Yesterday, Cato published my policy analysis entitled “Terrorism and Immigration: A Risk Analysis” where I, among other things, attempt to quantify the terrorist threat from immigrants by visa category.
One of the best questions I received about it came from Daniel Griswold, the Senior Research Fellow and Co-Director of the Program on the American Economy and Globalization at the Mercatus Center. Full disclosure: Dan used to run Cato’s immigration and trade department and he’s been a mentor to me. Dan asked me how many of the ten illegal immigrant terrorists I identified crossed the Mexican border?
I didn’t have a good answer for Dan yesterday but now I do.
Of the ten terrorists who entered the country illegally, three did so across the border with Mexico. Shain Duka, Britan Duka, and Eljvir Duka are ethnic Albanians from Macedonia who illegally crossed the border with Mexico as children with their parents in 1984. They were three conspirators in the incompetently planned Fort Dix plot that was foiled by the FBI in 2007, long after they became adults. They became terrorists at some point after immigrating here illegally. Nobody was killed in their failed attack.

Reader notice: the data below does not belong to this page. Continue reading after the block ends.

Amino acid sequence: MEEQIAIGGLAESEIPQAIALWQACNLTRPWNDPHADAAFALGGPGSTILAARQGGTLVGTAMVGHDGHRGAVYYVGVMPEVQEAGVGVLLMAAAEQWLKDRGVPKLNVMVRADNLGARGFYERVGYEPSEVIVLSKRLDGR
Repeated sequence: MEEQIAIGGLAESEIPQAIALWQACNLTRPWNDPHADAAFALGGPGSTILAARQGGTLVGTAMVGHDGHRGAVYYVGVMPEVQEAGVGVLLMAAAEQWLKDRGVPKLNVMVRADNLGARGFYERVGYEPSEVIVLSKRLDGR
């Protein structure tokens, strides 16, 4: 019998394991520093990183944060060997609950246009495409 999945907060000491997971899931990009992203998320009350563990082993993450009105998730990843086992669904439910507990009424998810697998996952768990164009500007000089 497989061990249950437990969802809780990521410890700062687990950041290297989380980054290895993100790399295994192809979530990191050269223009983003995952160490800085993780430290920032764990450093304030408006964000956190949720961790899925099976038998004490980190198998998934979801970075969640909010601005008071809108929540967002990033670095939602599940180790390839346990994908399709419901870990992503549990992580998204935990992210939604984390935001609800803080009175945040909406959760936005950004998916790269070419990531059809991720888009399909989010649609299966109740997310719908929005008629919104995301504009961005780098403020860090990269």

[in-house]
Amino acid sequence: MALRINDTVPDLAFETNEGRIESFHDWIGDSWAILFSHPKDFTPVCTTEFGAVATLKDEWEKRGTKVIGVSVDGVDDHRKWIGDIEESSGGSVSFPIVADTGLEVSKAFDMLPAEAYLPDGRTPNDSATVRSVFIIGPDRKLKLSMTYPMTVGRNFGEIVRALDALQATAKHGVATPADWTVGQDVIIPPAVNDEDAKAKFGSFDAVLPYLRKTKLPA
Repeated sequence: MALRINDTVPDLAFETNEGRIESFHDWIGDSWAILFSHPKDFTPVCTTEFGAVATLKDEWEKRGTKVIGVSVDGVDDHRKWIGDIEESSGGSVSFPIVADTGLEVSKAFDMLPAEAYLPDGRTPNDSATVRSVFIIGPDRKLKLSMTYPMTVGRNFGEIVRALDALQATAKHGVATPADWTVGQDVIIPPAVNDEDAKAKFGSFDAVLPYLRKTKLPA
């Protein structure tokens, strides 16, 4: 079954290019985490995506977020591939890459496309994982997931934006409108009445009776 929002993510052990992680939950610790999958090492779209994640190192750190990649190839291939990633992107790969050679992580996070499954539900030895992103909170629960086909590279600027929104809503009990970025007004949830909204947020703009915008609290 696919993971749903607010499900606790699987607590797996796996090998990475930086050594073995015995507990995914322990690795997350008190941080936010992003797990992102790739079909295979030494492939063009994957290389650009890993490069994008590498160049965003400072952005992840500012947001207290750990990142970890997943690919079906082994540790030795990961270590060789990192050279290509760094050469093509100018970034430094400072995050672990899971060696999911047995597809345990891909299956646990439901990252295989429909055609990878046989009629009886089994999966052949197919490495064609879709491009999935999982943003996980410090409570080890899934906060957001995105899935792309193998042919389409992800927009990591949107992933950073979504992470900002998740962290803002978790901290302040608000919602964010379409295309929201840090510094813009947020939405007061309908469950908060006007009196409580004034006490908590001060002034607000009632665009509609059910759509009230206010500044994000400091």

Gazi Ibrahim Abu Mezer, Ahmed Ressam, and Ahmed Ajaj entered illegally or tried to do so along the Canadian border. Ajaj participated in the 1993 World Trade Center bombing, so I counted him as responsible for one murder in a terrorist attack. Abdel Hakim Tizegha and Abdelghani Meskini both entered illegally as stowaways on a ship from Algeria. Shahawar Matin Siraj and Patrick Abraham entered as illegal immigrants but it’s unclear where or how they did so.
Based on this history, it’s fair to say that the risk of terrorists crossing the Southwest border illegally is minuscule.